Research. Refine. Improve. Win!
Many times marketing teams are forced to choose to use their gut instinct instead of utilizing consumer insights. This is most likely because executives fear this type of research will be dense, expensive, and lengthy. Agile market research is a pragmatic approach that leverages fast, flexible, and affordable research tools to identify the best concepts and copy to optimize their development via rapid iterations.
These four mini-case studies illustrate the differentiations of agile market research.
1. Be Ready
The ability to recruit a highly targeted audience means that researchers are getting the most relevant insights for their current project.
A few years back, Netflix decided to no longer offer DVDs and streaming as a bundled package. This resulted in a 60% price increase for many customers. The customer backlash cost Netflix over $800,000 in lost subscriptions and led to a plunge in its stock price from $300 to $64. Founder and CEO, Reed Hastings assumed that market research had been done.
Pricing updates are complex and usually have heavy research to support any changes, unlike gut instinct decisions. Netflix provides a cautionary tale defending the importance of pricing research.
2. Always Measure
With multiple fast iterations, a nimble marketing team has the opportunity to learn from a variety of customer segments. This allows an efficient and valuable learning process with in-depth findings. For example, it’s hard for consumers to immediately adjust to a new brand logo when it undergoes a redesign. However, with a three-day online community, it can produce rich qualitative commentary that a brand would not receive with more lengthy, traditional research methods.
As an example, GAP used an “internal focus group” to develop a new logo a couple years ago. The new creation was widely scrutinized on social media. Slate magazine even dismissed it as “the emblem of some failed low-fare spinoff of a major airline.” Speaking to Ad Age, GAP spokeswoman, Louise Callagy said: “the retailer has been surprised by the response to the new logo, which was received well internally.” After eight days, the new logo was abandoned. This situation could have been easily avoided if the internal team sought more in-depth qualitative feedback.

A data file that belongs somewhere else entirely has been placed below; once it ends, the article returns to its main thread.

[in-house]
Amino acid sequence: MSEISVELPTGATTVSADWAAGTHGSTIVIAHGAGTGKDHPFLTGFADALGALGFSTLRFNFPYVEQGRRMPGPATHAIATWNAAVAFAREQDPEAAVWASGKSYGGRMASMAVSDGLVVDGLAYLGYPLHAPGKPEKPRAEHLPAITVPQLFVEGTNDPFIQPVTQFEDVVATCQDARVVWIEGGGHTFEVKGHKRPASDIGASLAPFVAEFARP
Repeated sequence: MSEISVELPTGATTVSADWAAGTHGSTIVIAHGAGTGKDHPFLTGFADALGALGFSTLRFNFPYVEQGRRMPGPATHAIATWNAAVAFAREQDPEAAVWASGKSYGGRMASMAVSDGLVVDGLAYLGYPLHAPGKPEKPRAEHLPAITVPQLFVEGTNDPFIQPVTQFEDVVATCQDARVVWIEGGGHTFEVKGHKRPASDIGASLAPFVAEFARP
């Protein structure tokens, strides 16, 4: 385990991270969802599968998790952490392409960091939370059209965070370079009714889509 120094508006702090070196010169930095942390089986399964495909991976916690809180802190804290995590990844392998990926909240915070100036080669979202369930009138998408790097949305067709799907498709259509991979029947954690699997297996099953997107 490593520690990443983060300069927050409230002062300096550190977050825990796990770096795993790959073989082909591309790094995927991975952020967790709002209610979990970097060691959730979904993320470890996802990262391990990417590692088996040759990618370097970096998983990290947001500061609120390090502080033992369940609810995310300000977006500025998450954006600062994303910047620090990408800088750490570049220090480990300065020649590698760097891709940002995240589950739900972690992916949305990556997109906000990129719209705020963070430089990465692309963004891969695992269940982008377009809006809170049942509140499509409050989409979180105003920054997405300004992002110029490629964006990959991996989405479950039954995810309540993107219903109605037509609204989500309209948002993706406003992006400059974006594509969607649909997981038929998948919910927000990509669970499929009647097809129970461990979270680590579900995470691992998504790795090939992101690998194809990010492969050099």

3. Speed Wins
Launching a new ad campaign can take so long that the research process is often left out; however, agile research can produce results in remarkably short time frames that just might help avoid critical oversights.
Pearl Izumi sought to highlight the competitive advantage offered by its running products by showing a man exercise with his dog to the point of the canine’s death. Qualitative concept testing would have revealed the strong negative emotions evoked from the public as a result of the ad, including backlash from PETA and the national news.
4. Take Action
Agile market research blends the use of quantitative and qualitative tools to attain both broad market feedback as well as highly prescriptive feedback. This is in terms of “why” customers answered a particular way as well as “how” to improve the item in question. Brand extensions may make sense when tested with an unbranded company, but the brand halo is key, and its scent, or impression, will impact consumer perceptions of concepts.
In 1988, BIC launched fragrances for men and women. The bottle design resembling that of cigarette lighters proved too much for most consumers. With proper research, the sentiment would have been discovered early and have prevented the company from discontinuing the product in major markets in 1991.
Agile market research can be leveraged throughout the entire development process, including products, packaging, advertising, and other communications. Don’t make the same mistakes that other brands have made when choosing to follow a gut reaction.
To learn more about how agile market research can apply to your brand, download our complimentary eBook!